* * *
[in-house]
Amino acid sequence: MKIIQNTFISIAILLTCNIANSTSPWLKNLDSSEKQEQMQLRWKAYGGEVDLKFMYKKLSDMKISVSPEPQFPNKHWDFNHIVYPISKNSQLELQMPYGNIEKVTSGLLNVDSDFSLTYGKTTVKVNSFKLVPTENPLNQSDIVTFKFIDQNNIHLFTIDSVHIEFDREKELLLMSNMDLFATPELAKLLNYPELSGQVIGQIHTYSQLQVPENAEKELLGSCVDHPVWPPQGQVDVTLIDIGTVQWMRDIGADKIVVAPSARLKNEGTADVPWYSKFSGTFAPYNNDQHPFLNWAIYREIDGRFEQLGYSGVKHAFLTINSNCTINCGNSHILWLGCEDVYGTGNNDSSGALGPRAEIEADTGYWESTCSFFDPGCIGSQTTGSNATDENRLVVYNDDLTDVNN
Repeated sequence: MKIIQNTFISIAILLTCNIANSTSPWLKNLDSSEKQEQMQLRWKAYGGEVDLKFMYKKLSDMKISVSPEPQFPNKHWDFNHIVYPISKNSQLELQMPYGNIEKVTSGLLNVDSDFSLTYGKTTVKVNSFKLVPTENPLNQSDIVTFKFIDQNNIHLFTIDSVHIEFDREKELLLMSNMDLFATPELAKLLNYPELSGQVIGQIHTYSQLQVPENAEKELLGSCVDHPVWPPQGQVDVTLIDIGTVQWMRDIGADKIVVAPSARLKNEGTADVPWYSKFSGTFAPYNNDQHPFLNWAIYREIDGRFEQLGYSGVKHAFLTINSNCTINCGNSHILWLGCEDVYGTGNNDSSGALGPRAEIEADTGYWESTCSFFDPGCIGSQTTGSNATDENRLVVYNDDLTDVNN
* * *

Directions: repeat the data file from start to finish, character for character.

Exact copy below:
[in-house]
Amino acid sequence: MKIIQNTFISIAILLTCNIANSTSPWLKNLDSSEKQEQMQLRWKAYGGEVDLKFMYKKLSDMKISVSPEPQFPNKHWDFNHIVYPISKNSQLELQMPYGNIEKVTSGLLNVDSDFSLTYGKTTVKVNSFKLVPTENPLNQSDIVTFKFIDQNNIHLFTIDSVHIEFDREKELLLMSNMDLFATPELAKLLNYPELSGQVIGQIHTYSQLQVPENAEKELLGSCVDHPVWPPQGQVDVTLIDIGTVQWMRDIGADKIVVAPSARLKNEGTADVPWYSKFSGTFAPYNNDQHPFLNWAIYREIDGRFEQLGYSGVKHAFLTINSNCTINCGNSHILWLGCEDVYGTGNNDSSGALGPRAEIEADTGYWESTCSFFDPGCIGSQTTGSNATDENRLVVYNDDLTDVNN
Repeated sequence: MKIIQNTFISIAILLTCNIANSTSPWLKNLDSSEKQEQMQLRWKAYGGEVDLKFMYKKLSDMKISVSPEPQFPNKHWDFNHIVYPISKNSQLELQMPYGNIEKVTSGLLNVDSDFSLTYGKTTVKVNSFKLVPTENPLNQSDIVTFKFIDQNNIHLFTIDSVHIEFDREKELLLMSNMDLFATPELAKLLNYPELSGQVIGQIHTYSQLQVPENAEKELLGSCVDHPVWPPQGQVDVTLIDIGTVQWMRDIGADKIVVAPSARLKNEGTADVPWYSKFSGTFAPYNNDQHPFLNWAIYREIDGRFEQLGYSGVKHAFLTINSNCTINCGNSHILWLGCEDVYGTGNNDSSGALGPRAEIEADTGYWESTCSFFDPGCIGSQTTGSNATDENRLVVYNDDLTDVNN